Originally Posted by Two23
Lens caps are silly. Move on from that idea. More photographs have been lost from the task of removing camera and lens cap than in changing a filter.
There is no contact with any element at all with any of the filters I use; that is made quite certain through years of experience. But I've been present to see other people in their enthusiasm quickly screw on a filter and watch it made rasping contact with the front element. Not funny. Filters crack when hit; they very rarely shatter. A side impact will damage the filter's ring, deflecting that damage from the lens flange (a much more serious type of damage).
Some people might view it as false economy and risky. So too is using your camera at the beach. "No risk", they say. Period. You bet there is!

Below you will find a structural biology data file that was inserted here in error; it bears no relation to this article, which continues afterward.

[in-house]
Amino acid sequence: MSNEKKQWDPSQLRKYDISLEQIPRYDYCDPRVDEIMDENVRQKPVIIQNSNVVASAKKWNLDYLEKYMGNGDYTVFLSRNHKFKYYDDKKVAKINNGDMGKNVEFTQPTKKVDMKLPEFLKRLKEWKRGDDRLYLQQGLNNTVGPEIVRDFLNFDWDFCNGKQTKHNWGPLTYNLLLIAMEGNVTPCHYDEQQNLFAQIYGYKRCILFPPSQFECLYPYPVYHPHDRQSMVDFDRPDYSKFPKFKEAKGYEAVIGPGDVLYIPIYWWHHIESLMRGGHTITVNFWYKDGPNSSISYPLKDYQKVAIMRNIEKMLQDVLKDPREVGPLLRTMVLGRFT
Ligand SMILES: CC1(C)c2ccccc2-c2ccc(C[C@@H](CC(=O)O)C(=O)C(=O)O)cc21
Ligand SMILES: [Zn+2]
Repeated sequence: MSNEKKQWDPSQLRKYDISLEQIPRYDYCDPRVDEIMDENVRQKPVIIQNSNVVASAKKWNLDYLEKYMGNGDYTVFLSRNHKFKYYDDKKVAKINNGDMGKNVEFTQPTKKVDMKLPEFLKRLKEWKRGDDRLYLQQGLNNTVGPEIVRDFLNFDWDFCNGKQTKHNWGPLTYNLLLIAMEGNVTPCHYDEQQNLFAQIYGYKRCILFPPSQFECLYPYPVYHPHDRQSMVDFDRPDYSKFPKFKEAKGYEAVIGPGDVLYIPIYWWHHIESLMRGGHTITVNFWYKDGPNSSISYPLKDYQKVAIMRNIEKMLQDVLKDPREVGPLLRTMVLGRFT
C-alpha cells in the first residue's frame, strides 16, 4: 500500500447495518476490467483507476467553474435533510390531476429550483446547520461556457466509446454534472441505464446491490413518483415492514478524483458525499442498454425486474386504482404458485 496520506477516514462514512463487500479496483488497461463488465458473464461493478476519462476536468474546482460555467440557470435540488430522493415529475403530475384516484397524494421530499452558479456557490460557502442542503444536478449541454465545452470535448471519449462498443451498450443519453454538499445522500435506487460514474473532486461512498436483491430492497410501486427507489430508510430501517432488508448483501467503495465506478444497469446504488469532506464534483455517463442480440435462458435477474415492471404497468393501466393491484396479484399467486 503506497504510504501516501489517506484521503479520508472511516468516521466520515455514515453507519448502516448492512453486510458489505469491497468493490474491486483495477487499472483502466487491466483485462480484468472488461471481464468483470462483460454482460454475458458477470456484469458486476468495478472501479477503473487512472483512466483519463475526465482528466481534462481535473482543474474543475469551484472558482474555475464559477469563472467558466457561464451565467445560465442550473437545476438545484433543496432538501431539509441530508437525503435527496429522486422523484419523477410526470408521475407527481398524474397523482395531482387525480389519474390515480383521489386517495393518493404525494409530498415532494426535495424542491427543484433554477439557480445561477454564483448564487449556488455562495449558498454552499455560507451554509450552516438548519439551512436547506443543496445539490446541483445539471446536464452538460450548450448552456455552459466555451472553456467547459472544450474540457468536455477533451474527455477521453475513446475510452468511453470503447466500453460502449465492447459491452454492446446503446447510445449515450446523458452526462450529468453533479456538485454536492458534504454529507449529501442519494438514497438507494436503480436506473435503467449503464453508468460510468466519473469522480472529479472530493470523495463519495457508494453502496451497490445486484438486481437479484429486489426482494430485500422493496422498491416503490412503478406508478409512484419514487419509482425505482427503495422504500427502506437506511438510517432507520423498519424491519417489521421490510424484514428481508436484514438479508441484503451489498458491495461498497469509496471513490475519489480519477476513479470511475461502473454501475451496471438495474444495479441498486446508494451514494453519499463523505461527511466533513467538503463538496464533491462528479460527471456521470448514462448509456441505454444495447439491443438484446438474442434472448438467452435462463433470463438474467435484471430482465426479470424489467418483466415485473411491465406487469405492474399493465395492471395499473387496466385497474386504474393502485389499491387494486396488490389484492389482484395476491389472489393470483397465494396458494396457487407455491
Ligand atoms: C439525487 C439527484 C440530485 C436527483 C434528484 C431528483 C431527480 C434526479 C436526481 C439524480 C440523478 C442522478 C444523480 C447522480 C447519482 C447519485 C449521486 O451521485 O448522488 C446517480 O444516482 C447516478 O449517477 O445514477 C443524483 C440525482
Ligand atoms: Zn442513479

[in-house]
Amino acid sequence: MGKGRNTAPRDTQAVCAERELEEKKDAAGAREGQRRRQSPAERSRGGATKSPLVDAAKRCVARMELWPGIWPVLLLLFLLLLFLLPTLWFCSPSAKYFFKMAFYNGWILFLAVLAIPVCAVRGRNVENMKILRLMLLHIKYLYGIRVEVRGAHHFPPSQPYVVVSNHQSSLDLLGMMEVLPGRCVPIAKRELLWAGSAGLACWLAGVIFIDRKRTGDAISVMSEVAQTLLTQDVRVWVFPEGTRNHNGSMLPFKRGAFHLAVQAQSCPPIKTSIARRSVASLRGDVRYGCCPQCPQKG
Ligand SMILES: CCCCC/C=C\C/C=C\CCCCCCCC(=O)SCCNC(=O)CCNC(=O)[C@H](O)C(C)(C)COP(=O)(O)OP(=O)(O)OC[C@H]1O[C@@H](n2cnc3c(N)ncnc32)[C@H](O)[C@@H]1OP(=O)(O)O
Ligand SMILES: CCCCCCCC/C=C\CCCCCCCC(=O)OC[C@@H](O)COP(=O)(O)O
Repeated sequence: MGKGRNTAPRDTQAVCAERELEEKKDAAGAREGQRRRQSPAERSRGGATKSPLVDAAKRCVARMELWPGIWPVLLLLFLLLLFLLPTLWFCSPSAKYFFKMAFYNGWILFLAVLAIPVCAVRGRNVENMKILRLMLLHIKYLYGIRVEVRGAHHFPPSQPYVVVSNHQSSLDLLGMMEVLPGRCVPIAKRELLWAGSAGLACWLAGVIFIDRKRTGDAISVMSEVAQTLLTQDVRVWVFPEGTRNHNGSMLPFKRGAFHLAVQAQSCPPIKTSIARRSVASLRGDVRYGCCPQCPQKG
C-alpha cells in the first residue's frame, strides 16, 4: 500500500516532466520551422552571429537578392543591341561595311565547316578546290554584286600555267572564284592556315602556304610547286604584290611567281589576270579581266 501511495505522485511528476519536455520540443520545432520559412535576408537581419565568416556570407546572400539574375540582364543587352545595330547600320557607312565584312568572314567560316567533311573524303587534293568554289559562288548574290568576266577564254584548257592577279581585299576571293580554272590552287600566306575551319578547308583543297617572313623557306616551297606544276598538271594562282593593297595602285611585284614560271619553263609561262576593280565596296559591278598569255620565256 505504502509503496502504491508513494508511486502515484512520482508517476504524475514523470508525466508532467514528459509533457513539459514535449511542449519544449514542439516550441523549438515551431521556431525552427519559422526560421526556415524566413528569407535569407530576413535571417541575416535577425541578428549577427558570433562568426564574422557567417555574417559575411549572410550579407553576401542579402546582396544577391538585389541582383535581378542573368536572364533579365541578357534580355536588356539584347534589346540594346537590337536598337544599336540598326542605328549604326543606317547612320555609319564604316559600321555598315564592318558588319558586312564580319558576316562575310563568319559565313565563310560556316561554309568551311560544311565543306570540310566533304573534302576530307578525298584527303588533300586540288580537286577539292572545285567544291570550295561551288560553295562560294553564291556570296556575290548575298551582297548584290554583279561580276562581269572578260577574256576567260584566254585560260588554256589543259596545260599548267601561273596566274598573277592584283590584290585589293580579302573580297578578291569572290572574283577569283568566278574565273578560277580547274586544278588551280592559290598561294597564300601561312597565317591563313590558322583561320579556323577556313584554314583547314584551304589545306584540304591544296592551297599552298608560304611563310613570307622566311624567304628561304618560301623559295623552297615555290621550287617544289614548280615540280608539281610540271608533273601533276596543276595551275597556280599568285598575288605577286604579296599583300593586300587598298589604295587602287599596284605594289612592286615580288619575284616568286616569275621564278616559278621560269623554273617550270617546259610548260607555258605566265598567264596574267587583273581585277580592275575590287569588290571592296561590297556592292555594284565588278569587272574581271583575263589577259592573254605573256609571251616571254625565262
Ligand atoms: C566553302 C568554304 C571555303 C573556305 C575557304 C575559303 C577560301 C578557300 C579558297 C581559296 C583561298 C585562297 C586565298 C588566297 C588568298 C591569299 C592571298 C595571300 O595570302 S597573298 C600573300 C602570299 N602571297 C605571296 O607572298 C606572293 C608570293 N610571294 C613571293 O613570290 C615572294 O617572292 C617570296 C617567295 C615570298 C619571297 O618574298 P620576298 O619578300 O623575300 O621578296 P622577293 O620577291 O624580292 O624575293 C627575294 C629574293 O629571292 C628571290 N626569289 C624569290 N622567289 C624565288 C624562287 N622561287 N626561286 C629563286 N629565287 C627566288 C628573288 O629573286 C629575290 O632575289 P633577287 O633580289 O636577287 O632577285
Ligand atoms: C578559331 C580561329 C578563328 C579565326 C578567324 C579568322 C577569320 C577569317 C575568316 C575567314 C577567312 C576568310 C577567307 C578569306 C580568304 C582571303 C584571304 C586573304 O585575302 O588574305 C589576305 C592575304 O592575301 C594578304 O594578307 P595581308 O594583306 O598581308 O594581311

.::Gary Rowan Higgins
One beautiful image is worth
a thousand hours of therapy.
"It is horrifying that we have to fight our own government
to save the environment."
I use a UV filter as protection only if I'm shooting around salt water spray and not using another filter to manipulate the light. In 32 years, haven't damaged a lens. Yet.
When I was a news photographer, my lenses were always in my bag with the shades on and the front caps off, shade-end down. In my Hasselblad kit, I always have the caps on. Same with my large format lenses.
Since I do a lot of high altitude shooting, I use a UV filter strictly as a UV filter. I buy only the best quality. But what constitutes an appropriate
one depends on the specific color film and field conditions. This requires testing. I almost never use them just to cover the lens - saltwater
spray would be the rare exception.